Mr. SHAH: Well, we're supportive of carbon emission reductions. And so I think that, you know, that what we're trying to do is to harness the power of entrepreneurial effort to unlock market-driven solutions to climate change. And so if nuclear can stand alone without some of the government guarantees that seem to be very difficult to get through a Congress that is trying to cut cost, then, you know, I think that would be great.

Chideya notes that Shah has had an entrepreneurial interest in solar energy – something that would be dead on arrival absent “government guarantees.” Still, given his own concerns, his words in favor of nuclear energy are striking.

---

From China:

An official overseeing nuclear safety in China has said that the safety of the country's nuclear power facilities is guaranteed, while reaffirming its goal of developing nuclear power as a clean energy source.

"There is a guarantee for the safety of China's nuclear power facilities and (China) will not abandon (its nuclear power plan) for fear of slight risks," said Tian Shujia in response to reports that China will become more prudent toward developing nuclear power.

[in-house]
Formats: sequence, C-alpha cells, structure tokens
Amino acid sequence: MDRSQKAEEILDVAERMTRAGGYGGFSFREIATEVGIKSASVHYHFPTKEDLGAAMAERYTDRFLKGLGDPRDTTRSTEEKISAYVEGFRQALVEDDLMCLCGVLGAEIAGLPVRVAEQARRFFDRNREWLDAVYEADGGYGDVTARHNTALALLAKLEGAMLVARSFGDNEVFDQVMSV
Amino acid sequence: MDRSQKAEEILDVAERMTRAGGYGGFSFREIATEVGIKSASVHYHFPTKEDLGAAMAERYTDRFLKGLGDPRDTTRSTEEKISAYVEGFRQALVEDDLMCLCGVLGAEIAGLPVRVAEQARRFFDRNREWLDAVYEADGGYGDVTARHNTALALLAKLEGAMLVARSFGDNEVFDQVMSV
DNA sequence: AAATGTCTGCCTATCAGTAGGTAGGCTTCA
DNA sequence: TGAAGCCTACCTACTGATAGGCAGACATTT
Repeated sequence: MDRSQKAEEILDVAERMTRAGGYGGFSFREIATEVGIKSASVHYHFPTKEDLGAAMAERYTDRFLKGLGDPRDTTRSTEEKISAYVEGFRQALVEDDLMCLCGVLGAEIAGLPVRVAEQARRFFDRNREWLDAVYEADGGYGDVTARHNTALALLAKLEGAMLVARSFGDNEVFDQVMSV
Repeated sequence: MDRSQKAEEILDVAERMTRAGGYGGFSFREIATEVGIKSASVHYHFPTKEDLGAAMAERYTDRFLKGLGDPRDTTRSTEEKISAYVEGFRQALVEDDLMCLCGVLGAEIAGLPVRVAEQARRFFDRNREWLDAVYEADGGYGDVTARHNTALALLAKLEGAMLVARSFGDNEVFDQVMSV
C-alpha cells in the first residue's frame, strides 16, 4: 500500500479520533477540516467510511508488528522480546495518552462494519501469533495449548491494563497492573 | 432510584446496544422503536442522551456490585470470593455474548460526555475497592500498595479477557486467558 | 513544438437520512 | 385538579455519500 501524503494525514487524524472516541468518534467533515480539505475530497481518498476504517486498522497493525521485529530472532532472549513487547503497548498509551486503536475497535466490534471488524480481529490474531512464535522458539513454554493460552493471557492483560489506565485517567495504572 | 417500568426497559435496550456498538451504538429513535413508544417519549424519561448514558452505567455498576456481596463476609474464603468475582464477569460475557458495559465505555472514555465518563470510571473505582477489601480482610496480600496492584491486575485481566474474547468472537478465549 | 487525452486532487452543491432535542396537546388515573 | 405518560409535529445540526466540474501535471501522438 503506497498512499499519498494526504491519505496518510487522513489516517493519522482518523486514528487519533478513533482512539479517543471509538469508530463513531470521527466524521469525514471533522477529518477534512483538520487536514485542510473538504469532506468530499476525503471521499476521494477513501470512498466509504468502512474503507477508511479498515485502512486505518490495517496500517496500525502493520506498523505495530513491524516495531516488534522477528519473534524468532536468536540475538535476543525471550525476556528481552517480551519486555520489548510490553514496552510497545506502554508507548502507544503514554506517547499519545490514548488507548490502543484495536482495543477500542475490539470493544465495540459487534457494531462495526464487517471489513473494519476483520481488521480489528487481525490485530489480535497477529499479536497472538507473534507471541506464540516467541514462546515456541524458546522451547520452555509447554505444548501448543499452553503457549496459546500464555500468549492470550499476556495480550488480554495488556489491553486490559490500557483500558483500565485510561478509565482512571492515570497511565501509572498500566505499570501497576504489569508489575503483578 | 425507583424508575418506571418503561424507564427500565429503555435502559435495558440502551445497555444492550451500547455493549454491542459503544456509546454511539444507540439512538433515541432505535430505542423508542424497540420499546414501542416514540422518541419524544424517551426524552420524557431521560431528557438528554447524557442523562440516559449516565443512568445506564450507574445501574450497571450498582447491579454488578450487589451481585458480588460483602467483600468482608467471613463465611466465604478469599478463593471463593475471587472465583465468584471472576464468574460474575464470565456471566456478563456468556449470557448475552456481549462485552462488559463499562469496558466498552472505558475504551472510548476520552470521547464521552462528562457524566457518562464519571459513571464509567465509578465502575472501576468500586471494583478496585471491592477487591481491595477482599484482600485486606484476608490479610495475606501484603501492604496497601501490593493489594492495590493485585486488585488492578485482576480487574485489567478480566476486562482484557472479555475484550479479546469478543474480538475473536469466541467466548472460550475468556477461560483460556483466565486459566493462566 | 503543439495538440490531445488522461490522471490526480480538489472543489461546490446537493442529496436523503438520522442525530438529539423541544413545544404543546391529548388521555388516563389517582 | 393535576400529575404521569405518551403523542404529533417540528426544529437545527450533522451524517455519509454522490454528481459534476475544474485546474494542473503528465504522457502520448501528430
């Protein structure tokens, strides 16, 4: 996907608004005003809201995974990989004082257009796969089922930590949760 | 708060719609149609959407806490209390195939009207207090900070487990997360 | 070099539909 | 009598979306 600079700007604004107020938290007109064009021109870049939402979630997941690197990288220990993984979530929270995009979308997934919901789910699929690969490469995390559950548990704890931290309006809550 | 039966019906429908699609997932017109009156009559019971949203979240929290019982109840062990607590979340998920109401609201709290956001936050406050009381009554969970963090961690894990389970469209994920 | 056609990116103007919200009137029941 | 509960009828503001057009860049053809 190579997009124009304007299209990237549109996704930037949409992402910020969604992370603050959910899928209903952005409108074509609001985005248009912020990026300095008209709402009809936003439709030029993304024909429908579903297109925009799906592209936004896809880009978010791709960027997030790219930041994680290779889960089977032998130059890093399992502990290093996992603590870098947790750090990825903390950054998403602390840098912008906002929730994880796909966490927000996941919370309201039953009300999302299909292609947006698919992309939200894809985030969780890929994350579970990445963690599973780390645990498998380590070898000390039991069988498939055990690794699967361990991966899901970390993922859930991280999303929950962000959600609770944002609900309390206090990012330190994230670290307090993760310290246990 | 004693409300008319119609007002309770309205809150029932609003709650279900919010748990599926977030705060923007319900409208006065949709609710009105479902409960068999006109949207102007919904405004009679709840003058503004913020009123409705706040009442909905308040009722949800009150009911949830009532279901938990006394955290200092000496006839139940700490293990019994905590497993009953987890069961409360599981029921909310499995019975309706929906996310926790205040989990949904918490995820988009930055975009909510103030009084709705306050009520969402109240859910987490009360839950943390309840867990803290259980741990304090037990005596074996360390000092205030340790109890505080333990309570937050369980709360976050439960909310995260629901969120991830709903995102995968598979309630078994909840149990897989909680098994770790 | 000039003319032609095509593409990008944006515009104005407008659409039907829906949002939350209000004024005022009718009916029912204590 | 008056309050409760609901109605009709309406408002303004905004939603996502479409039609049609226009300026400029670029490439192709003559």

Remember, these are Chinese officials speaking through an official Chinese outlet. Still, the word is: nuclear energy remains strongly supported.

I’m not a car maven, but I believe this is Tesla Model S and the Roadster. By all means, correct me if you know better.

Comments

Horizon3 said…
You might want to throw in that 50% of the cost of building a nuke plant is caused by government and legal over reach, redundant regulations and frivolous lawsuits from environmentalist and anti-nuke groups.Not to mention union labor and their idiocies.